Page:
Wikipedia was sporadically inaccessible in Europe and the Middle East last weekend following a suspected denial of service (DoS) attack.
The referencing site experienced intermittent issues in the early hours of Saturday morning (7th September) which would have made it unavailable for many users.
Wikimedia, the parent company of Wikipedia, confirmed that the site had been hit by a “malicious attack that has taken it offline in several countries for intermittent periods.”
DoS incidents are often brought about by a service’s underlying systems being overloaded, and to a user it would appear as though the site was not displaying any content. For the affected business it could mean that its systems are no longer responding following the attack.
Wikimedia has described the incident as malicious, which would mean that an attacker has purposefully tried to exhaust the site’s resources, denying legitimate user access.
On occasion, DoS events can happen because of legitimate use. For example, during the Black Friday sales, a high number of shoppers clamouring to bag a bargain on the same website at the same time could have the same affect.
Organisations concerned about the impact of DoS attacks should read guidance published by the NCSC, which also includes a minimal DoS response plan that any organisation should have in place.
More than a million IoT radio devices affected by backdoor vulnerability
Vulnerabilities have been uncovered in Telestar Digital GmbH Internet of Things (IoT) radio devices that could allow attackers to hijack systems remotely.
The vulnerabilities were found by researcher Benjamin Kunz, of Vulnerability Lab, when an anomaly was spotted on a private server.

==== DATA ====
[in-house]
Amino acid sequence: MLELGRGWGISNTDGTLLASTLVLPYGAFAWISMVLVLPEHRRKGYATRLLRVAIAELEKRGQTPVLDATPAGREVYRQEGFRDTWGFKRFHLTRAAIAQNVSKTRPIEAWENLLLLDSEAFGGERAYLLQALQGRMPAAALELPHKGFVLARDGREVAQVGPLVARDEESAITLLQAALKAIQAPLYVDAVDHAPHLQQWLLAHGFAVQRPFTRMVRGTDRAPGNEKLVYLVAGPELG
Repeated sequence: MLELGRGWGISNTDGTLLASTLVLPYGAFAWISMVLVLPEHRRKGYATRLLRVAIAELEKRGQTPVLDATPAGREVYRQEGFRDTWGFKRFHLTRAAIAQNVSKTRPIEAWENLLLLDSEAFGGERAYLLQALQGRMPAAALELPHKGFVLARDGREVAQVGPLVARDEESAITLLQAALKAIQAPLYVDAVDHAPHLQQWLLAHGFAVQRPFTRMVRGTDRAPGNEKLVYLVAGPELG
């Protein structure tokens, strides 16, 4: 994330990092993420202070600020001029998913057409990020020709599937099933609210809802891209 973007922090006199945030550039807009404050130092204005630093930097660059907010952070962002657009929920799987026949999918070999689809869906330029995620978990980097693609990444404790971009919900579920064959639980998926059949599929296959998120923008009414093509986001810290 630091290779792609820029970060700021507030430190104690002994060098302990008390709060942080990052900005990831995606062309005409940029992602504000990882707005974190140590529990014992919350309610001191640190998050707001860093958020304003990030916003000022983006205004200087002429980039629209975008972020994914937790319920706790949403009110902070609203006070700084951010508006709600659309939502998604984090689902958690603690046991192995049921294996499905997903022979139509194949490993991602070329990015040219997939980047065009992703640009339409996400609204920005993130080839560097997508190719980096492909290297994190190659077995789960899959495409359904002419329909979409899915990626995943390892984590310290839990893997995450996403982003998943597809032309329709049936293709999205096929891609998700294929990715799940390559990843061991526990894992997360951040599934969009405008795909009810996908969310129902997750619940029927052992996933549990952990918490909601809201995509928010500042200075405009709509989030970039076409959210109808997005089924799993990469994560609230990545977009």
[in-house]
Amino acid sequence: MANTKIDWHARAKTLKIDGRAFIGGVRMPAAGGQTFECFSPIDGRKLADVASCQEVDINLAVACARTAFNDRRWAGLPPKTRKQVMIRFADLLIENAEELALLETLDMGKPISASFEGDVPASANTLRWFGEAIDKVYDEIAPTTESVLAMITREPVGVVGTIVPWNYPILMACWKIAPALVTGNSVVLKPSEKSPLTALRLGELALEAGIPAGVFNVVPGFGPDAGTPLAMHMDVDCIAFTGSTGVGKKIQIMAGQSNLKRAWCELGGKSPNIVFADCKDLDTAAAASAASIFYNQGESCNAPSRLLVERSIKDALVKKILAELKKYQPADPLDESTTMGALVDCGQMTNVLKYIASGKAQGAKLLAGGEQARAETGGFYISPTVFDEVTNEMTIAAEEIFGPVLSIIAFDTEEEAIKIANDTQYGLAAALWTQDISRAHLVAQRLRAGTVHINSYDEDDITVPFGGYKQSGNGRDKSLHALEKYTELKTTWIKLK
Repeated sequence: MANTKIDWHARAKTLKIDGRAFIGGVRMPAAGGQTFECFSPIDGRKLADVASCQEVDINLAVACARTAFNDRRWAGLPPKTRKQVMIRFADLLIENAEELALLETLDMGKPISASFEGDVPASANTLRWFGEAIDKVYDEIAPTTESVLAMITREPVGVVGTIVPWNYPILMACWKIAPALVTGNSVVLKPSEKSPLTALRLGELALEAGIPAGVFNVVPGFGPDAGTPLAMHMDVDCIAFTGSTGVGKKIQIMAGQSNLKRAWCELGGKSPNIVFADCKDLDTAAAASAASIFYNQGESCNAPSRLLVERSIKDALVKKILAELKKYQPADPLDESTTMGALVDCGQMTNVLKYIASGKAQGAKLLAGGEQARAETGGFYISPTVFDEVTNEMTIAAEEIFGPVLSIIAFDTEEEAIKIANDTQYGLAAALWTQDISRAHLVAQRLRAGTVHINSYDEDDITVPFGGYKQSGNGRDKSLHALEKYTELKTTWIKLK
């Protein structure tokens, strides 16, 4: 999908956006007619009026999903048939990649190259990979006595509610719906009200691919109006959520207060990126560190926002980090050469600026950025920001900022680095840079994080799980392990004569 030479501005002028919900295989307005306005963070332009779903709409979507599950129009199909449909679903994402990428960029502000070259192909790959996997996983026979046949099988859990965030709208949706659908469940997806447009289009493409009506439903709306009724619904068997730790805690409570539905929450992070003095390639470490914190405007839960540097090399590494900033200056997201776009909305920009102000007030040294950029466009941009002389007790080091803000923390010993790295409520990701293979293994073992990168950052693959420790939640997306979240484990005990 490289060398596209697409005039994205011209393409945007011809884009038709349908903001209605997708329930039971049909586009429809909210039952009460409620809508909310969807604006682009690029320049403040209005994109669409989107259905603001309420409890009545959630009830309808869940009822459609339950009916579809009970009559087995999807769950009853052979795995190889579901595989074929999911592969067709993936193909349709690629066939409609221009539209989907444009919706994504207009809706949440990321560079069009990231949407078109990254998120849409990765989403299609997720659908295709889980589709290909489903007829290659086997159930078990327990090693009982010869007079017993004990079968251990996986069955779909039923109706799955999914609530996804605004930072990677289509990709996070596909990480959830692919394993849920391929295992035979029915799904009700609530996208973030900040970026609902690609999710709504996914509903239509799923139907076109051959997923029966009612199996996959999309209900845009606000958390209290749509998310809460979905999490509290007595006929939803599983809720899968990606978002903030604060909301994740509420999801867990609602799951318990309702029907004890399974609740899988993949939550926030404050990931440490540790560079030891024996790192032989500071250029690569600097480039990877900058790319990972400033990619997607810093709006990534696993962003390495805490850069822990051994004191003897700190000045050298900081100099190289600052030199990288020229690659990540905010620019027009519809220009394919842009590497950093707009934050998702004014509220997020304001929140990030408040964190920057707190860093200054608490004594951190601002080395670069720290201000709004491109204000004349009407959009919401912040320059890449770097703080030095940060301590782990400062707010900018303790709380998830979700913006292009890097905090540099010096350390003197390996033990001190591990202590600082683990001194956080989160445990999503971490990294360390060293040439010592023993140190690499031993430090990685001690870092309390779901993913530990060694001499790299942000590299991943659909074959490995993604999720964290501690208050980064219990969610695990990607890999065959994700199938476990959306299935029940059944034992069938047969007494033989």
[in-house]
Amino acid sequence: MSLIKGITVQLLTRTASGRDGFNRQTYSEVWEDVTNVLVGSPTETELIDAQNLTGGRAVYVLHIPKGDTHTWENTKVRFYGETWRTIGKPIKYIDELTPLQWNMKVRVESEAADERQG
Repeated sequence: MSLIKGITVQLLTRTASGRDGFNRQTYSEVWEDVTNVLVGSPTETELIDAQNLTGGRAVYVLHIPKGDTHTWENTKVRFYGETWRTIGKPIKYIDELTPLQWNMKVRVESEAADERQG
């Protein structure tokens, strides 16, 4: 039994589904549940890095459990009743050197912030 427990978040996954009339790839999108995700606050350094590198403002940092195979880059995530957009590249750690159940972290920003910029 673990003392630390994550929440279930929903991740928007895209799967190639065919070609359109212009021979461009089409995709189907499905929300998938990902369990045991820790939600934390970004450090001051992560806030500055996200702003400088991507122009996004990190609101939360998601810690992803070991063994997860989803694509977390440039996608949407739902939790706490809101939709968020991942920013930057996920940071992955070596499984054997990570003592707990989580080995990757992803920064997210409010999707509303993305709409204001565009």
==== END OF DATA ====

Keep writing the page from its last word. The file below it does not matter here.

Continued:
The first (CVE-2019-13473) covers a weak password vulnerability within an undocumented telnet service presented by the device. This is vulnerable to brute force attacks, which could give the attacker root access to the device’s underlying Linux operating system.
The second (CVE-2019-13474) is a command execution vulnerability which could allow attackers to gain access and issue unauthorised commands.
The affected product line, which includes portable radios and DAB stereos, are sold across Europe and utilise Bluetooth and internet connectivity.
Vulnerability Lab disclosed their findings to Telestar Digital GmbH with the latter responding and producing a patch within the week.
Telestar confirmed they had not seen any evidence of the vulnerabilities being exploited, but automatic updates via Wi-Fi are now available which can be implemented by setting impacted devices back to factory settings and accepting latest firmware version downloads.
The NCSC’s Paul W wrote a blog post last year highlighting the importance of improving cyber security standards for IoT devices. This post followed the publication of the report, ‘Secure by Design: Improving the cyber security of consumer Internet of Things’ which was issued by the Department for Digital, Culture, Media and Sport (DCMS) and supported by the NCSC.